Poetry. Asian & Asian American Studies. LGBT Studies. Selected as the editor's selection in the 2014 NOS Book Contest. There are one hundred kinds of Chinese silence: the silence of unknown grandfathers; the silence of borrowed Buddha and rebranded Confucius; the silence of alluring stereotypes and exotic reticence. These poems make those silences heard. Writing back to an orientalist tradition that has defined modern American poetry, these 100 Chinese silences unmask the imagined Asias of American literature, revealing the spectral Asian presence that haunts our most eloquent lyrics and self-satisfied wisdom. Rewriting poets from Ezra Pound and Marianne Moore to Gary Snyder and Billy Collins, this book is a sharply critical and wickedly humorous travesty of the modern canon, excavating the Asian (American) bones buried in our poetic language.
"Timothy Yu's first book of poems, 100 CHINESE SILENCES, brims with sharp, angry, sarcastic and tender poems. He delivers dazzling lines with the deadpan wit and precise timing of Buster Keaton, the stone-faced master of silence. In fact, I had not realized until now—and I mean NOW—that Keaton is really the Timothy Yu of silent films, while Yu is Yu, a slayer of dragons, who knows the millions of sinister and inscrutable ways the Chinese have been silenced in blockbuster films, best-selling novels, Broadway musicals and award-winning poems read on NPR, and closely scrutinized in graduate classes and parking lots of Asian fusion take-out joints with funny names. Not only does Yu make Ezra Pound and Gary Snyder stand on their pointy heads in ways that are illuminating and funny, but he also skewers Jeb Bush, Billy Collins, Mary Oliver, Marianne Moore, and Eliot Weinberger right through their bright yellow Chinese hearts. You got to love a poet who can do that and never miss his mark. I present you with Timothy Yu, noble Chinese archer and master poet."—John Yau
"In Timothy Yu's hall of 100 "Chinese" poetic mirrors, puppies, blossoms, and hobbled feet clatter against the American grain, leaving wet prints as frowning emoji ciphers to rise up with a mighty bitch slap for Asian/American difference. These poems burn with gloriously wry disdain at the abundance of chinoiserie tinging modernist lineages of geopolitically "western" poetic traditions. By striking out at un-self-conscious performances of western cultural sophistication, Yu exposes these voices' indebtedness to emptied "Chinese" images. I pleasure in his poetry's mythic "10th century crystal penis," how it penetrates western imaginative impotencies to see otherwise. He's sharp, incisive, potty-mouthed, unapologetic, slippery, angry, urbane... His silences are fearsome and knowing. Fuck that yellow-faced hologram of Confucius! I want to hear what Timothy Yu has to say!"—Sueyeun Juliette Lee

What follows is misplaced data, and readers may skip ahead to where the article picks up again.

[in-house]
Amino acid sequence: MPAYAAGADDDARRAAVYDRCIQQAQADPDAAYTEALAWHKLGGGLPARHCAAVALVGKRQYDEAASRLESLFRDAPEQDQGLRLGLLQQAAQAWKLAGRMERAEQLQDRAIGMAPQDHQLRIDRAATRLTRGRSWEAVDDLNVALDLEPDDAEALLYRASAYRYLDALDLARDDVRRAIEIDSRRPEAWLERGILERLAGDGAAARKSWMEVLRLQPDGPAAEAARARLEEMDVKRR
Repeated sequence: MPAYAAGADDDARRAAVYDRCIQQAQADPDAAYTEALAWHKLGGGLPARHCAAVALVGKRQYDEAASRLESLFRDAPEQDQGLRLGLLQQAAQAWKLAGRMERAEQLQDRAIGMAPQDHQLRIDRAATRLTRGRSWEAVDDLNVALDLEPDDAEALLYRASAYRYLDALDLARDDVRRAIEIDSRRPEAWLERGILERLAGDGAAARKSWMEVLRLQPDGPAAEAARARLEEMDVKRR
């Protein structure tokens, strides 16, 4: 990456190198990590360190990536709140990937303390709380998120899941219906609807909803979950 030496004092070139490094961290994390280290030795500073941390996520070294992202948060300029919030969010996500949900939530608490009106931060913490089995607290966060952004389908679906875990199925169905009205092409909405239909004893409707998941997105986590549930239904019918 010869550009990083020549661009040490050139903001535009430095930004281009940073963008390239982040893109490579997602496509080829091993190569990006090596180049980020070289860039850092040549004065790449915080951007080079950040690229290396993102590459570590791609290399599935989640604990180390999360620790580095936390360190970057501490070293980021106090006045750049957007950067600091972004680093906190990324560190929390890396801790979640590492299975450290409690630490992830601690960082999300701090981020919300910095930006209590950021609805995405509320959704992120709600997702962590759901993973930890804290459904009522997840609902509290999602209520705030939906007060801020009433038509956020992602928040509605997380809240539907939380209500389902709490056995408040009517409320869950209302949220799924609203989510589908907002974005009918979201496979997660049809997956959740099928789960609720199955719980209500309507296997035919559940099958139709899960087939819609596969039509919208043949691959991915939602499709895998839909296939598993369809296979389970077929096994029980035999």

"I can't remember when I last read a book as necessary, and as wickedly fun, as Timothy Yu's 100 CHINESE SILENCES. Yu responds to, rewrites, and reforms a whole poetic tradition of Western representations of China and the Chinese, from Ezra Pound to Gary Snyder to Billy Collins. Yu wears his learning lightly, and his various parodies, pastiches, and campy retakes on the poetic tradition balance a love of the poetry he's spent a career studying with a necessary critical edge. Our age demands a re-assessment of old representations of the "mysterious east," and Timothy Yu has come through with exactly what we need. 100 CHINESE SILENCES has "breakthrough book" written all over it."—Robert Archambeau
Timothy Yu is the author of three chapbooks of poetry: 15 Chinese Silences (Tinfish, 2009), Journey to the West (Barrow Street, 2006, winner of the Vincent Chin Chapbook Prize from Kundiman) and, with Kristy Odelius, Kiss the Stranger. He is also the author of Race and the Avant-Garde: Experimental and Asian American Poetry since 1965 (Stanford University Press), which won the Book Award in Literary Studies from the Association for Asian American Studies. His work has appeared in Poetry, Cordite Poetry Review, SHAMPOO, Mantis, Lantern Review, and Kartika Review. He is associate professor of English and Asian American studies and director of the Asian American Studies Program at the University of Wisconsin-Madison.
Author City: WI USA